You don't hear about those things because they're not for the public. They're for retailer buyers first and foremost, and press (sort of).

    E3, long ago, let the public in on certain days. Each badge came with a guest pass that you could give to your girlfriend or best buddy or just hand out on Figueroa Blvd. And it was laughably easy to bullshit your way into a badge. People complained about the crowds, the noise, the inability to "do business" and they tightened it up. Guest passes went bye-bye, and the process of getting passes became much more difficult, even for actual employees of actual companies. It was a pain in the ass. But there were still annoying levels of people who honestly had no business being there (i.e. part time retail employees from Gamestop...wtf?).

    The crowds got BETTER (i.e. thinner) over the years as they did this. Honestly, last year seemed like a fairly civilized affair. But E3 has always been a pain in the ass for other reasons.

    Developers usually must derail their schedule to put together an "E3 demo" which can take months away from the real game. It often becomes "lost" work - doing a bunch of smoke and mirrors work to get the game playable and presentable before it rightfully should, which gets tossed aside as soon as the dev gets back to making the game.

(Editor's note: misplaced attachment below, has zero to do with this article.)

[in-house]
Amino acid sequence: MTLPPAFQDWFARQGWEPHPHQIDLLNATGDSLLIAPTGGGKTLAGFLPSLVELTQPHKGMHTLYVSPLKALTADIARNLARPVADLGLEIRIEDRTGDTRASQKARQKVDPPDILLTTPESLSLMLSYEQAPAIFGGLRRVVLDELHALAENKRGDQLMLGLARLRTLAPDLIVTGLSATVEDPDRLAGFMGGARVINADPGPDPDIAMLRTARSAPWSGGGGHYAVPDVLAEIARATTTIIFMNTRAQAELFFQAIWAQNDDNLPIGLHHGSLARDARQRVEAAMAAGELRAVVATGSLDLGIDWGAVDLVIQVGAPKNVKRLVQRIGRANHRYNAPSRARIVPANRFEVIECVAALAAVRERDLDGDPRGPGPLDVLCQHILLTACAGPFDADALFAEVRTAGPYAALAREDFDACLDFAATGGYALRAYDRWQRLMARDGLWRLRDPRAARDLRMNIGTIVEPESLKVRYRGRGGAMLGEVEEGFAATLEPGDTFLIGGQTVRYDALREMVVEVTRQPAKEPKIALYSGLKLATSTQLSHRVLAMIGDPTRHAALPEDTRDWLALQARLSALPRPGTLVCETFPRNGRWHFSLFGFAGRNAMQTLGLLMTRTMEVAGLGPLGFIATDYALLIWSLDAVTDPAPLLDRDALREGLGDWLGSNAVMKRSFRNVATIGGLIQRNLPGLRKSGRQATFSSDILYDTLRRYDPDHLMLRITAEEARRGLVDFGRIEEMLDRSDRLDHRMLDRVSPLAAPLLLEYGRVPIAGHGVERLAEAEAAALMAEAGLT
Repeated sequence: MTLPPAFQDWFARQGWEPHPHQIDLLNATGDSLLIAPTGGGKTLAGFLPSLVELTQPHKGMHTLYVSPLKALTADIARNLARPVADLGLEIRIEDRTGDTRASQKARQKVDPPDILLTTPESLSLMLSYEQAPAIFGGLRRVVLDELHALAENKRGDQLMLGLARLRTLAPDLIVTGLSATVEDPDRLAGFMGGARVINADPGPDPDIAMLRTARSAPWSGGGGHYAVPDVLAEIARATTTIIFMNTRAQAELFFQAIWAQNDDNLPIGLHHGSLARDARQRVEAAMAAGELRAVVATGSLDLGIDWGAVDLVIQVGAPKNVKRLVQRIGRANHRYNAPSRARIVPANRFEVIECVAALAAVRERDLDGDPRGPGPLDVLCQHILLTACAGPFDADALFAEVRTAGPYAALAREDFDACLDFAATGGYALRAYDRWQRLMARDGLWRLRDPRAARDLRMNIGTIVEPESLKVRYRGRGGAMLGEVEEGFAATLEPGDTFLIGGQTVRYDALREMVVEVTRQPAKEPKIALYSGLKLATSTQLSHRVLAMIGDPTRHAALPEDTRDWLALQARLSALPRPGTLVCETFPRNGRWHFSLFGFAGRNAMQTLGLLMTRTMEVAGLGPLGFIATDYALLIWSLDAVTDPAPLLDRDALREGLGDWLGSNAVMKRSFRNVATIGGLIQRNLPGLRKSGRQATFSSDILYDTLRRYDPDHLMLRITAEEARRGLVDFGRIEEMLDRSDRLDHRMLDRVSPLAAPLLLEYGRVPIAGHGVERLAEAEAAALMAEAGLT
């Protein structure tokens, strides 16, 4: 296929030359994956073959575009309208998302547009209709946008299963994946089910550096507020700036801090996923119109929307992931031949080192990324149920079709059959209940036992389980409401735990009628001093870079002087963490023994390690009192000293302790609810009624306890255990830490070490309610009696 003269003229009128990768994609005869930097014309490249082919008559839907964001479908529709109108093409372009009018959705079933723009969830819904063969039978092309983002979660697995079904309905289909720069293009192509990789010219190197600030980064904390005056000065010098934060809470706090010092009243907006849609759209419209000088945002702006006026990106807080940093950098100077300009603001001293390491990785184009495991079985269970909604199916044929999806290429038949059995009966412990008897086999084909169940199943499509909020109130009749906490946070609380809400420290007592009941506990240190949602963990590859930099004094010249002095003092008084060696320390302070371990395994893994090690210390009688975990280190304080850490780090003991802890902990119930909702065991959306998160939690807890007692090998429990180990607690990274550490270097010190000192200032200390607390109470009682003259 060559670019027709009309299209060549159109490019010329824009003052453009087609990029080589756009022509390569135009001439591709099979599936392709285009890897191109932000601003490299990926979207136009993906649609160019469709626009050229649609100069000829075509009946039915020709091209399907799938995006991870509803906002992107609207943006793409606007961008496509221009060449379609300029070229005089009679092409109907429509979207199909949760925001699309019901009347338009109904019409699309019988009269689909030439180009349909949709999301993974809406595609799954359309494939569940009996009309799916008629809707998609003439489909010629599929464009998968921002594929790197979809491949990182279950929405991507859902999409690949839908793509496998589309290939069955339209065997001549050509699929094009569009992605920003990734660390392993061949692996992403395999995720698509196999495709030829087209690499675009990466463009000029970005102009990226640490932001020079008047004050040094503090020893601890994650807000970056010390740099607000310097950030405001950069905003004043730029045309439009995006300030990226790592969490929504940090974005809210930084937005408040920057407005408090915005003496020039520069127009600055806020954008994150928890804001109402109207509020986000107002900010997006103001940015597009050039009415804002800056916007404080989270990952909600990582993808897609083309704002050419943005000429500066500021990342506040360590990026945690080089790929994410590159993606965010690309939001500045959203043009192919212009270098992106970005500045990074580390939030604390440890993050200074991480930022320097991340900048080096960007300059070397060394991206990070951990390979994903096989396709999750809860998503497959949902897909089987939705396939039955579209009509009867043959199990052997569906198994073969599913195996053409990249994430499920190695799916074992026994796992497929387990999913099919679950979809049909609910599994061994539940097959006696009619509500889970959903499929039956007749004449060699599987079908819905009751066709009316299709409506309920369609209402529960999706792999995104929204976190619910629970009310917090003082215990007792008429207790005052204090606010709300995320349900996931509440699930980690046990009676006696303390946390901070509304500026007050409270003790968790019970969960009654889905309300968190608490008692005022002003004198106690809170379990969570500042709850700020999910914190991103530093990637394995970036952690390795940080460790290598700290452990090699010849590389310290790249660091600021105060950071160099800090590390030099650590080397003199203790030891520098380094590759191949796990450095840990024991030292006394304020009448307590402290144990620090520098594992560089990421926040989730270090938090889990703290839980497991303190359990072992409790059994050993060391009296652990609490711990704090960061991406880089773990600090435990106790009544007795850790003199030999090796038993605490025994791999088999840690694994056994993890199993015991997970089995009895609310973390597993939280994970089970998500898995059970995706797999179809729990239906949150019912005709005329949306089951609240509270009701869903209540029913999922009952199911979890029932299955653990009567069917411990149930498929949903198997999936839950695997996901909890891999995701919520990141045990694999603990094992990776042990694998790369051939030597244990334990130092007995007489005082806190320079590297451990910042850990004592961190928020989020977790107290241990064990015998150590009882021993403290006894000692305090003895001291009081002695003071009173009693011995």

One thing E3 was good for was for those rare projects that weren't getting much love from their publisher, that garner a huge buzz and critical acclaim, which can sometimes turn into more attention from buyers (not consumers, buyers - the people who work for Walmart and Best Buy et al. who actually decide how many copies of a game go on store shelves) and give the game a chance. I've seen games go into E3 with only cursory support from a publisher, make a splash, and then suddenly get a lot of love and (surprise) become hit selling games.

    But mostly it was a huge waste of time and money.